The African Development Bank said on Friday that it has authorized a $1.5 billion emergency food production facility for 20 million African farmers in order to alleviate a future food catastrophe caused by Russia’s invasion of Ukraine.
The money will go toward helping Africa deal with a food deficit of at least 30 million metric tons caused by the interruption of global food supply caused by the European crisis, particularly wheat, maize, and soybeans imported from Russia and Ukraine.
According to the bank, the facility was created to promote local cereal and oil grain production as the most effective and efficient method to build resilience throughout Africa’s food systems.
“African farmers desperately require high-quality seeds and inputs before the planting season begins in May,” the bank noted.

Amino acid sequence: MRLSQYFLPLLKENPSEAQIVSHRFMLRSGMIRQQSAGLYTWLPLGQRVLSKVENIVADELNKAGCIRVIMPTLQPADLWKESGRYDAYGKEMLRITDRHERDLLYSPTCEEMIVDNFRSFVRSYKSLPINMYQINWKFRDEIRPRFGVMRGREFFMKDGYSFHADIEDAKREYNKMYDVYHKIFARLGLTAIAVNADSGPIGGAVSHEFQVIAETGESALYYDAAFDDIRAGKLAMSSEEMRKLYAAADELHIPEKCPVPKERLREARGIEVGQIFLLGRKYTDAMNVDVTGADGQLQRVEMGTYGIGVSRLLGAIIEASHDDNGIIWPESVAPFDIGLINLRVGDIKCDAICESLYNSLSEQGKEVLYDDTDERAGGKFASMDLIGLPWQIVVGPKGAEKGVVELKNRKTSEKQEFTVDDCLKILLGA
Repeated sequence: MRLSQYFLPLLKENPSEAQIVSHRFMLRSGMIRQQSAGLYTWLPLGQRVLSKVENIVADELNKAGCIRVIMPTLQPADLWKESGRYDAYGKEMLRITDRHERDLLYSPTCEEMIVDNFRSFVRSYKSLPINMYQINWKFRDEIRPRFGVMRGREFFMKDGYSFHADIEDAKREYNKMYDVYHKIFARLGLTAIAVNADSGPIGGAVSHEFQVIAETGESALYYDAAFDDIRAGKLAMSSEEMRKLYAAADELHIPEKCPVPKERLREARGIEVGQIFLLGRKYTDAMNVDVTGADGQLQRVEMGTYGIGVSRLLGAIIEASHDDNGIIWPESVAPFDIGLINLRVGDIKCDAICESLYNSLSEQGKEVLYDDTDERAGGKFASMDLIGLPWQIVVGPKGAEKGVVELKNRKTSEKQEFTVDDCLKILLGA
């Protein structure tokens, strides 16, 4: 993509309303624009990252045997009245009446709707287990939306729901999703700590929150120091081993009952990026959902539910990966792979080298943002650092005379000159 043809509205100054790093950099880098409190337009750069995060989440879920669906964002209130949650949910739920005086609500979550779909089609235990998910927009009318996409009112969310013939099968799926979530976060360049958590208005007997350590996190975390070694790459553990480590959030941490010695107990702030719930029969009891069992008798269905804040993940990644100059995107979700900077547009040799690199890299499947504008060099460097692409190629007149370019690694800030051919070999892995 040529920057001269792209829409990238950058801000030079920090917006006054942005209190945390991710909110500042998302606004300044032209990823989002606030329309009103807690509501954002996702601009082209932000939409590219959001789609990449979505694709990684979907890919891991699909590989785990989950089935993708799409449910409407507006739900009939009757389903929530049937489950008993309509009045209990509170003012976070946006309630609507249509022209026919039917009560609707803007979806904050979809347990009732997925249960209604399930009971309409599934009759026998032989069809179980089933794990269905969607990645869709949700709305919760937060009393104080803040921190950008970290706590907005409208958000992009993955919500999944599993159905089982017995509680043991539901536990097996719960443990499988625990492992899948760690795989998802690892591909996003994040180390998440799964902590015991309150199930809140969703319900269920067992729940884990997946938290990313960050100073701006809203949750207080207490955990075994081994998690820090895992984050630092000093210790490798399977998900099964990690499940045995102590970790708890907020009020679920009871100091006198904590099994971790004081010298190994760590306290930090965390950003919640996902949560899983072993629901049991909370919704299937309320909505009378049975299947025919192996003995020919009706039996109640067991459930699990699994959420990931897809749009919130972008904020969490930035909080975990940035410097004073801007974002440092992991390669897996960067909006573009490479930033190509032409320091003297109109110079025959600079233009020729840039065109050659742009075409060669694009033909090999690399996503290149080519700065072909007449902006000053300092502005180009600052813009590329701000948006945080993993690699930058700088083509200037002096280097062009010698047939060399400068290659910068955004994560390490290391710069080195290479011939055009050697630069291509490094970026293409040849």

According to UN agencies, food rations for refugees and displaced persons in the Sahel are being reduced by up to half due to a significant budget shortage, putting millions at risk of going hungry as prices rise and harvests are disrupted by climatic shocks.
According to the UN’s humanitarian office, 18 million people in Africa’s arid zone beneath the Sahara might face severe food insecurity in the coming three months. According to Jens Laerke of the OCHA, the region’s $3.8 billion proposal is only approximately 12% funded.
“The situation in Burkina Faso, Chad, Mali, and Niger has reached alarming proportions, with people facing emergency levels of food insecurity during the lean season between June and August,” he said at a news conference, adding that food insecurity was at its highest level since 2014.
According to the World Food Programme, rations are now at 75% in hard-to-reach and food-insecure areas of Burkina Faso, and 50% in other areas.